While our membership believes that occlusal treatments most frequently resolve TMD, it is recognized that TMD can be multi faceted and may exist with co-morbid physical or emotional factors that may require therapy by appropriate providers. The International College of Cranio-Mandibular Orthopedics (ICCMO), composed of academic and clinical dentists, believes that TMD has a primary physical/functional basis. Initial conservative and reversible TMD treatment employing a therapeutic neuromuscular orthosis that incorporates relaxed, healthy masticatory muscle function and a stable occlusion is most often successful. This is accomplished using objective measurement technologies and ultra low frequency transcutaneous electrical neural stimulation (TENS).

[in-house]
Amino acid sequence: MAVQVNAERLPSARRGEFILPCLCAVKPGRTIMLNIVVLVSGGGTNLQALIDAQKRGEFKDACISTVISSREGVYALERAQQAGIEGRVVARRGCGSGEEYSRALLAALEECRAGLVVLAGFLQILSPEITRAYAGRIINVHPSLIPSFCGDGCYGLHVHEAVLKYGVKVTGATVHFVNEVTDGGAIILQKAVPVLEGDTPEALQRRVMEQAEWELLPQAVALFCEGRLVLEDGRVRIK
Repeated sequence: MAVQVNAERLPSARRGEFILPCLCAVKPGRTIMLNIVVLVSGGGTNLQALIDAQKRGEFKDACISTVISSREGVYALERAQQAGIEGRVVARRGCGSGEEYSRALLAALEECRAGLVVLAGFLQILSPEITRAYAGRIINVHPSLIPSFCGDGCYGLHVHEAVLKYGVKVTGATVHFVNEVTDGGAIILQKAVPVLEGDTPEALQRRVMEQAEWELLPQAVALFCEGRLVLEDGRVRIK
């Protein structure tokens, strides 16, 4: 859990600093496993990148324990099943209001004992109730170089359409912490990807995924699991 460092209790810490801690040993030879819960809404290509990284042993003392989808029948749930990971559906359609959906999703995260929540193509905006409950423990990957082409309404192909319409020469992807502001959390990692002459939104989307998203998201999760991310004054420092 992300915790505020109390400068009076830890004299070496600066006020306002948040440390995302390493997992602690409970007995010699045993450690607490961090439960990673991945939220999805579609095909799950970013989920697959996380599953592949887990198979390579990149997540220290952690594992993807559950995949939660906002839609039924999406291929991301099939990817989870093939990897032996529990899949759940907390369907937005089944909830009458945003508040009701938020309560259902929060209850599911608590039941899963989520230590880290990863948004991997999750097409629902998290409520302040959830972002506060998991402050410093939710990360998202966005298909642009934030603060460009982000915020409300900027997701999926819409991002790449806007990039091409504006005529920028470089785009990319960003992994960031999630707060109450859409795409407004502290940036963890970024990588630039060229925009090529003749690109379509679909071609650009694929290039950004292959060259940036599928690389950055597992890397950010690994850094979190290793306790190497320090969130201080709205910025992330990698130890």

Conclusion: Extensive literature substantiates the scientific validity of the physical/functional basis of TMD, efficacy of measurement devices and TENS and their use as aids in diagnosis and in establishing a therapeutic neuromuscular dental occlusion.

Clinical Implications: A scientifically valid basis for TMD diagnosis and treatment is presented aiding in therapy.

Neuromuscular Orthodontic Treatment in a Patient with Lateral Occlusal Discrepancy and its Influence on the Alignment of the Spinal Column

Graciela Bruzzone, DDS, MS, FICCMO; Graciela Maffía, DDS, MS, FICCMO